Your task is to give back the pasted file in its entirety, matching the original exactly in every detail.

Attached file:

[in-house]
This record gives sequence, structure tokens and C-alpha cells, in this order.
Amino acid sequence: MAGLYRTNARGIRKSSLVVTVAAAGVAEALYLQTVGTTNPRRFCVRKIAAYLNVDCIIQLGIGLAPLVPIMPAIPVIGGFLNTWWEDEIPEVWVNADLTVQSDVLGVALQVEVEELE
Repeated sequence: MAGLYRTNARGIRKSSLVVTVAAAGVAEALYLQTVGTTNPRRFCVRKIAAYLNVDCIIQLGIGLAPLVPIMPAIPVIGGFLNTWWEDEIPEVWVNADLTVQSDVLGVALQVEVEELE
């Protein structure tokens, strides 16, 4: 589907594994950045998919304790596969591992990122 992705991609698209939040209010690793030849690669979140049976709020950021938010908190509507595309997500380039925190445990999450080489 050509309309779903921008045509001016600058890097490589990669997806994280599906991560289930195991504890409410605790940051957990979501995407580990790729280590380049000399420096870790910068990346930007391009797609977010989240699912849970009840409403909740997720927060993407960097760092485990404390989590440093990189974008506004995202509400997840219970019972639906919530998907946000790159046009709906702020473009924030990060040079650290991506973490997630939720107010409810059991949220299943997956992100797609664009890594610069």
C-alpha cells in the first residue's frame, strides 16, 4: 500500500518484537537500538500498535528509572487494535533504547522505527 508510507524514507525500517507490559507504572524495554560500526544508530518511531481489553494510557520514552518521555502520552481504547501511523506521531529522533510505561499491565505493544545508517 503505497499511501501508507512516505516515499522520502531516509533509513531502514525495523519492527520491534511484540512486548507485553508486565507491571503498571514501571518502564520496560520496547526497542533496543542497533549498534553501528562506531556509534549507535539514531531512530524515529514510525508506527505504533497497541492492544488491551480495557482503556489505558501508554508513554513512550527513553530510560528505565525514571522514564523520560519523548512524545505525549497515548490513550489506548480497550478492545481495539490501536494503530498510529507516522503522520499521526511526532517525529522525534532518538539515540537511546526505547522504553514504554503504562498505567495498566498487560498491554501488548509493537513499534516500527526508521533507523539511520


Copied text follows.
[in-house]
This record gives sequence, structure tokens and C-alpha cells, in this order.
Amino acid sequence: MAGLYRTNARGIRKSSLVVTVAAAGVAEALYLQTVGTTNPRRFCVRKIAAYLNVDCIIQLGIGLAPLVPIMPAIPVIGGFLNTWWEDEIPEVWVNADLTVQSDVLGVALQVEVEELE
Repeated sequence: MAGLYRTNARGIRKSSLVVTVAAAGVAEALYLQTVGTTNPRRFCVRKIAAYLNVDCIIQLGIGLAPLVPIMPAIPVIGGFLNTWWEDEIPEVWVNADLTVQSDVLGVALQVEVEELE
């Protein structure tokens, strides 16, 4: 589907594994950045998919304790596969591992990122 992705991609698209939040209010690793030849690669979140049976709020950021938010908190509507595309997500380039925190445990999450080489 050509309309779903921008045509001016600058890097490589990669997806994280599906991560289930195991504890409410605790940051957990979501995407580990790729280590380049000399420096870790910068990346930007391009797609977010989240699912849970009840409403909740997720927060993407960097760092485990404390989590440093990189974008506004995202509400997840219970019972639906919530998907946000790159046009709906702020473009924030990060040079650290991506973490997630939720107010409810059991949220299943997956992100797609664009890594610069």
C-alpha cells in the first residue's frame, strides 16, 4: 500500500518484537537500538500498535528509572487494535533504547522505527 508510507524514507525500517507490559507504572524495554560500526544508530518511531481489553494510557520514552518521555502520552481504547501511523506521531529522533510505561499491565505493544545508517 503505497499511501501508507512516505516515499522520502531516509533509513531502514525495523519492527520491534511484540512486548507485553508486565507491571503498571514501571518502564520496560520496547526497542533496543542497533549498534553501528562506531556509534549507535539514531531512530524515529514510525508506527505504533497497541492492544488491551480495557482503556489505558501508554508513554513512550527513553530510560528505565525514571522514564523520560519523548512524545505525549497515548490513550489506548480497550478492545481495539490501536494503530498510529507516522503522520499521526511526532517525529522525534532518538539515540537511546526505547522504553514504554503504562498505567495498566498487560498491554501488548509493537513499534516500527526508521533507523539511520